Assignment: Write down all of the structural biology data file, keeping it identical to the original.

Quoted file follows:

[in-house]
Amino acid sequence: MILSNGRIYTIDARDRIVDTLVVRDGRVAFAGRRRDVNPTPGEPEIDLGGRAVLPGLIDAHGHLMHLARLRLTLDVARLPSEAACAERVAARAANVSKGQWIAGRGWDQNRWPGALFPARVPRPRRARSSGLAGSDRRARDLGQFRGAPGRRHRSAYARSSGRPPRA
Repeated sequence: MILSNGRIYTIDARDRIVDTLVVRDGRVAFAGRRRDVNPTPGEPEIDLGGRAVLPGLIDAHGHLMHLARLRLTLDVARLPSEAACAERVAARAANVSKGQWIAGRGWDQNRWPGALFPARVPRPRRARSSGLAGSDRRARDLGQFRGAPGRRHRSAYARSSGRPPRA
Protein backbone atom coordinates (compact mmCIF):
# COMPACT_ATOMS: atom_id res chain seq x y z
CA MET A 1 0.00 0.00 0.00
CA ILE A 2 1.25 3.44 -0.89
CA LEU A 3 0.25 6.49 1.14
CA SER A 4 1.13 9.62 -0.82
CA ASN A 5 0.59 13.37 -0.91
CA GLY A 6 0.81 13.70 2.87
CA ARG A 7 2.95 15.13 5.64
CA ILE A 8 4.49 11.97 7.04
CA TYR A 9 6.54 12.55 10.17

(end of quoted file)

[in-house]
Amino acid sequence: MILSNGRIYTIDARDRIVDTLVVRDGRVAFAGRRRDVNPTPGEPEIDLGGRAVLPGLIDAHGHLMHLARLRLTLDVARLPSEAACAERVAARAANVSKGQWIAGRGWDQNRWPGALFPARVPRPRRARSSGLAGSDRRARDLGQFRGAPGRRHRSAYARSSGRPPRA
Repeated sequence: MILSNGRIYTIDARDRIVDTLVVRDGRVAFAGRRRDVNPTPGEPEIDLGGRAVLPGLIDAHGHLMHLARLRLTLDVARLPSEAACAERVAARAANVSKGQWIAGRGWDQNRWPGALFPARVPRPRRARSSGLAGSDRRARDLGQFRGAPGRRHRSAYARSSGRPPRA
Protein backbone atom coordinates (compact mmCIF):
# COMPACT_ATOMS: atom_id res chain seq x y z
CA MET A 1 0.00 0.00 0.00
CA ILE A 2 1.25 3.44 -0.89
CA LEU A 3 0.25 6.49 1.14
CA SER A 4 1.13 9.62 -0.82
CA ASN A 5 0.59 13.37 -0.91
CA GLY A 6 0.81 13.70 2.87
CA ARG A 7 2.95 15.13 5.64
CA ILE A 8 4.49 11.97 7.04
CA TYR A 9 6.54 12.55 10.17